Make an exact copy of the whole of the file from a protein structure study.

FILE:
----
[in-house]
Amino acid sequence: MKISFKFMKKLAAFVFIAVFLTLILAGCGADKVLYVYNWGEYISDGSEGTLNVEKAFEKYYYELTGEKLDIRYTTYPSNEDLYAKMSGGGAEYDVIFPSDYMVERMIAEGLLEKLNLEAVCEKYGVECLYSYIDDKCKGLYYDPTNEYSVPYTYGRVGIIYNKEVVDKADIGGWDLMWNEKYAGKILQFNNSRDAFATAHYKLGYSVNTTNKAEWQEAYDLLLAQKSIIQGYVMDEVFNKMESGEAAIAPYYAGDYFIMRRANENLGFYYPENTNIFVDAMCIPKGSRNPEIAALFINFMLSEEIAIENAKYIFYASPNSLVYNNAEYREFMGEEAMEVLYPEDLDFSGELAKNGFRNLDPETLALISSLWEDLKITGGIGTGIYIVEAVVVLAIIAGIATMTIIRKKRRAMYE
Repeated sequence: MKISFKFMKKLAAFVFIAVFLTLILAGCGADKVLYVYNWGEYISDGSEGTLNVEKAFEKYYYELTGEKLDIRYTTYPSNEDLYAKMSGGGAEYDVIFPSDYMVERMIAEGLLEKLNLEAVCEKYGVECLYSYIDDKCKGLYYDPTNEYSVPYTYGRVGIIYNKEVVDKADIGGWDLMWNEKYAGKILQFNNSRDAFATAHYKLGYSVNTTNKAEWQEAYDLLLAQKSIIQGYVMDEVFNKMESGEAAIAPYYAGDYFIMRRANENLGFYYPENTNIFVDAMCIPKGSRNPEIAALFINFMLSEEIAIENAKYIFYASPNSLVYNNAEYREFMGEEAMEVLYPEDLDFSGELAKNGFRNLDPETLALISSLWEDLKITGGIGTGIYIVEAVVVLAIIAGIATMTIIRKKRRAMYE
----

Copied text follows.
[in-house]
Amino acid sequence: MKISFKFMKKLAAFVFIAVFLTLILAGCGADKVLYVYNWGEYISDGSEGTLNVEKAFEKYYYELTGEKLDIRYTTYPSNEDLYAKMSGGGAEYDVIFPSDYMVERMIAEGLLEKLNLEAVCEKYGVECLYSYIDDKCKGLYYDPTNEYSVPYTYGRVGIIYNKEVVDKADIGGWDLMWNEKYAGKILQFNNSRDAFATAHYKLGYSVNTTNKAEWQEAYDLLLAQKSIIQGYVMDEVFNKMESGEAAIAPYYAGDYFIMRRANENLGFYYPENTNIFVDAMCIPKGSRNPEIAALFINFMLSEEIAIENAKYIFYASPNSLVYNNAEYREFMGEEAMEVLYPEDLDFSGELAKNGFRNLDPETLALISSLWEDLKITGGIGTGIYIVEAVVVLAIIAGIATMTIIRKKRRAMYE
Repeated sequence: MKISFKFMKKLAAFVFIAVFLTLILAGCGADKVLYVYNWGEYISDGSEGTLNVEKAFEKYYYELTGEKLDIRYTTYPSNEDLYAKMSGGGAEYDVIFPSDYMVERMIAEGLLEKLNLEAVCEKYGVECLYSYIDDKCKGLYYDPTNEYSVPYTYGRVGIIYNKEVVDKADIGGWDLMWNEKYAGKILQFNNSRDAFATAHYKLGYSVNTTNKAEWQEAYDLLLAQKSIIQGYVMDEVFNKMESGEAAIAPYYAGDYFIMRRANENLGFYYPENTNIFVDAMCIPKGSRNPEIAALFINFMLSEEIAIENAKYIFYASPNSLVYNNAEYREFMGEEAMEVLYPEDLDFSGELAKNGFRNLDPETLALISSLWEDLKITGGIGTGIYIVEAVVVLAIIAGIATMTIIRKKRRAMYE